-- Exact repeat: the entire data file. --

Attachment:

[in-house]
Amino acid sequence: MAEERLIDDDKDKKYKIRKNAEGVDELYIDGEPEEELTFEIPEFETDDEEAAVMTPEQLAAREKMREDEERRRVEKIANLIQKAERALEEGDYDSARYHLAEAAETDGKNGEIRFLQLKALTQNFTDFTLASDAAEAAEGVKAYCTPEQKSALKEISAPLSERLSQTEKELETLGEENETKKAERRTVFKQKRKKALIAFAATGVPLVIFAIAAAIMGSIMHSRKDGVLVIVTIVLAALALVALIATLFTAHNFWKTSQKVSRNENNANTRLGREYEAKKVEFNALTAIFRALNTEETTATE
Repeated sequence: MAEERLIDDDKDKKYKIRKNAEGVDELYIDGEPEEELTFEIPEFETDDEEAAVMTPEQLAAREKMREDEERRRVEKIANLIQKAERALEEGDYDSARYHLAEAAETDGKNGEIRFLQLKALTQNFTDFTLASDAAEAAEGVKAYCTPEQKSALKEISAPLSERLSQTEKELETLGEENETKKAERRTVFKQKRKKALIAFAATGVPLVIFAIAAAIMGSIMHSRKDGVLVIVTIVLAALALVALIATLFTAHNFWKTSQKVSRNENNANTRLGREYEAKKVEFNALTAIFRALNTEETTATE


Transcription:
[in-house]
Amino acid sequence: MAEERLIDDDKDKKYKIRKNAEGVDELYIDGEPEEELTFEIPEFETDDEEAAVMTPEQLAAREKMREDEERRRVEKIANLIQKAERALEEGDYDSARYHLAEAAETDGKNGEIRFLQLKALTQNFTDFTLASDAAEAAEGVKAYCTPEQKSALKEISAPLSERLSQTEKELETLGEENETKKAERRTVFKQKRKKALIAFAATGVPLVIFAIAAAIMGSIMHSRKDGVLVIVTIVLAALALVALIATLFTAHNFWKTSQKVSRNENNANTRLGREYEAKKVEFNALTAIFRALNTEETTATE
Repeated sequence: MAEERLIDDDKDKKYKIRKNAEGVDELYIDGEPEEELTFEIPEFETDDEEAAVMTPEQLAAREKMREDEERRRVEKIANLIQKAERALEEGDYDSARYHLAEAAETDGKNGEIRFLQLKALTQNFTDFTLASDAAEAAEGVKAYCTPEQKSALKEISAPLSERLSQTEKELETLGEENETKKAERRTVFKQKRKKALIAFAATGVPLVIFAIAAAIMGSIMHSRKDGVLVIVTIVLAALALVALIATLFTAHNFWKTSQKVSRNENNANTRLGREYEAKKVEFNALTAIFRALNTEETTATE